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  1. #1
    Join Date
    Jun 2010
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    Advice on brushes (I think)?


    I'm very new to this. I got a pen and tablet as a gift couple of months ago and is currently practicing painting. It's really fun.

    I have a problem tho, I want to paint things that looks like (I dont know the term so I'm just trying to explain) the concept art, loading screen type of images you see in games, that kind of style.
    Something like this:

    but when I paint it doesnt look like that. I suspect It's a mater of what brushes to use so I would be ever so grateful if someone could point me in the direction of a useful tutorial or gimme some pointers on how and also suggest what type of brushes/settings etc to use.

    Any advice would be much appreciated!

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  3. #2
    Join Date
    Jul 2006
    Pasadena, CA
    Thanked 1,041 Times in 659 Posts
    What program are you using? It looks like that example uses a lot of layers and opacity changes to produce some effects you may be interpreting as special brushes.

  4. #3
    Join Date
    Jun 2010
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    I think that it is depend on your painting that which type of brush you want to use for your drawing.There are many types of brush are available in the market, but I think that depending upon the painting brush should be used.

  5. #4
    Join Date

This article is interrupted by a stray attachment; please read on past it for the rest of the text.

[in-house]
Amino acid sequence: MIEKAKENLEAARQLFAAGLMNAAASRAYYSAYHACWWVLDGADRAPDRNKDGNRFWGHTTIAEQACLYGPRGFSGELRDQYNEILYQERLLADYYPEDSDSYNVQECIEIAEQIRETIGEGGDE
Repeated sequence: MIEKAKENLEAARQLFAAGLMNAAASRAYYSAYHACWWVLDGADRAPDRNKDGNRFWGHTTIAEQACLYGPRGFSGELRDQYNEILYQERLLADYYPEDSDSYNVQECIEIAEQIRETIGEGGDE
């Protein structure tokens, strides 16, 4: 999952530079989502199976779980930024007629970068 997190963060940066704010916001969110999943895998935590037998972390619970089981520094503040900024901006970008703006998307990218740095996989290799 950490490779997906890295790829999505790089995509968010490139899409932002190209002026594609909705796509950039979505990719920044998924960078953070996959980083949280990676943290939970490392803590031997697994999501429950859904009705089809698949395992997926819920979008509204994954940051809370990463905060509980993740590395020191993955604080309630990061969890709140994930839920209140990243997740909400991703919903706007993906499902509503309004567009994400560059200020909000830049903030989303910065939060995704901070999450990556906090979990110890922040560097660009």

Jan 2007
    Tampa, FL USA
    Thanked 111 Times in 47 Posts
    An artist is rarely the sum of his choice of tools or technique -- almost all good artists can use multiple mediums and techniques for any given image and still produce work in their same "style".

    The real issue is one of knowledge and personality -- nobody will be able to produce the same marks or see colors in the same way because we are all different... combine that fact with the fact that we are the sum of our experiences whether we are talking about who our teachers and influences are to how we were raised and the values we have. All that comes through in the work and is impossible to replicate precisely.

    There is no way to get around this and it is best to not look outside yourself for your "style" and instead look within -- look at your own work and find things you like about what you are doing and emphasize those things. Work on your understand of art fundamentals -- we never leave the basics, and if we do it is usually to our detriment.

    Most young artists spend alot of time looking at other peoples art for answers -- but by the time they gain some mastery they have realized that is not the path to artistic freedom or success.

    NC Wyeth said: "It is not the HOW that matters but the WHY".

    Last edited by jason_maranto; June 10th, 2010 at 06:55 AM.

  6. #5
    Join Date
    Jun 2006
    Torrance, CA
    Thanked 4,262 Times in 2,074 Posts
    The brush you are looking for is an interesting but good brush.

    It's called the "Practice" Brush, other brushes that also help are called the "Observation" and "Learning Foundations" brush.

    The Observation and Learning Foundations brush lead you into deeper controls you can adjust like Edges. They also have Color theory options too.

    Some places to help you learn about the "Practice" brush
    Last edited by Arshes Nei; June 10th, 2010 at 01:00 PM.

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